Silicone Rubber Heater Makes Microfilm Imaging Possible In Wide Ambient Temperature Range


A manufacturer of table-top microimagers was in the midst of final testing prior to release for manufacture when they discovered the florescent lamps used for imaging would not produce the amount of light necessary for optimal results when operated below 65°F (18°C).

The pressure was on to improve the current design and make product introduction time tables. A call was made to Watlow where a brief discussion of the problem resulted in the Watlow Sales Engineer securing some appropriate size and power flexible heaters from stock for the customer to experiment with. These were affixed to the aluminum tubes that surrounded the florescent lamps and provided the aperture opening.


After exact wattage requirements were determined, temperature control was addressed. The solution was to wire the heaters in series so that a single, internal thermostat and thermal fuse would power both heaters when ambient dropped below 70°F (21°C); and protect the system from overheating.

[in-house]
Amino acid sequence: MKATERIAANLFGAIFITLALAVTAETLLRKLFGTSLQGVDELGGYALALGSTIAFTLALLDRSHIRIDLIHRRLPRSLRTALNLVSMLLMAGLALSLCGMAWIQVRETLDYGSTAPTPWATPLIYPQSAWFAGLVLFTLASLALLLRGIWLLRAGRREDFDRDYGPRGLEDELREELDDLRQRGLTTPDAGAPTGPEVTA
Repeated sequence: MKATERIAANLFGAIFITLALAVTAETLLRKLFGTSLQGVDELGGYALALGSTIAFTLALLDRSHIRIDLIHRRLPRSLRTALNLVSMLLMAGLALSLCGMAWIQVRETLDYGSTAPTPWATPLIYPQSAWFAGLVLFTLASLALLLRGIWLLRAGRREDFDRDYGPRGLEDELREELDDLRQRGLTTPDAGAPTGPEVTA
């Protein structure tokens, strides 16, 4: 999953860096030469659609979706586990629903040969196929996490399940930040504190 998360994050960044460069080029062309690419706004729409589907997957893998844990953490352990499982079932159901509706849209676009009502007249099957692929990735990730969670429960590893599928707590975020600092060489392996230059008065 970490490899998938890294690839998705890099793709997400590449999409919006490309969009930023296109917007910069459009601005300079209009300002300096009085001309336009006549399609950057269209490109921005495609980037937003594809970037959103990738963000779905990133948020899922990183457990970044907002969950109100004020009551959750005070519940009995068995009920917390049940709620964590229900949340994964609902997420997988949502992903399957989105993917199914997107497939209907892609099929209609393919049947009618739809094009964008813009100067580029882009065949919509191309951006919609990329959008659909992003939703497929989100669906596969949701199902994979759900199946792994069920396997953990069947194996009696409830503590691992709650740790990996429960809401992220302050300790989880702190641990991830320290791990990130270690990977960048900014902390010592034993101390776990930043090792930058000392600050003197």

With production held up, the solution was turned from design into a production order within six weeks; with Watlow affixing the heaters to the aluminum aperture tubes and supplying a complete sub-assembly.

Additionally, Watlow's pioneering efforts in securing UL® and CSA approvals for silicone rubber flexible heaters met requirements for agency approval.

Continual product improvement resulted in using a creep-action thermostat for quieter operation, indexed connectors to avoid incorrect electrical connection and securing a new aluminum tube supplier to yield better vulcanizing and anodizing. By taking full responsibility for securing and assembling the heated aperture tubes, Watlow could conduct a ground check and stamp the assembly CSA approved. Finally, customer Class A Certification permitted Watlow to manufacture and ship-to-stock for final assembly.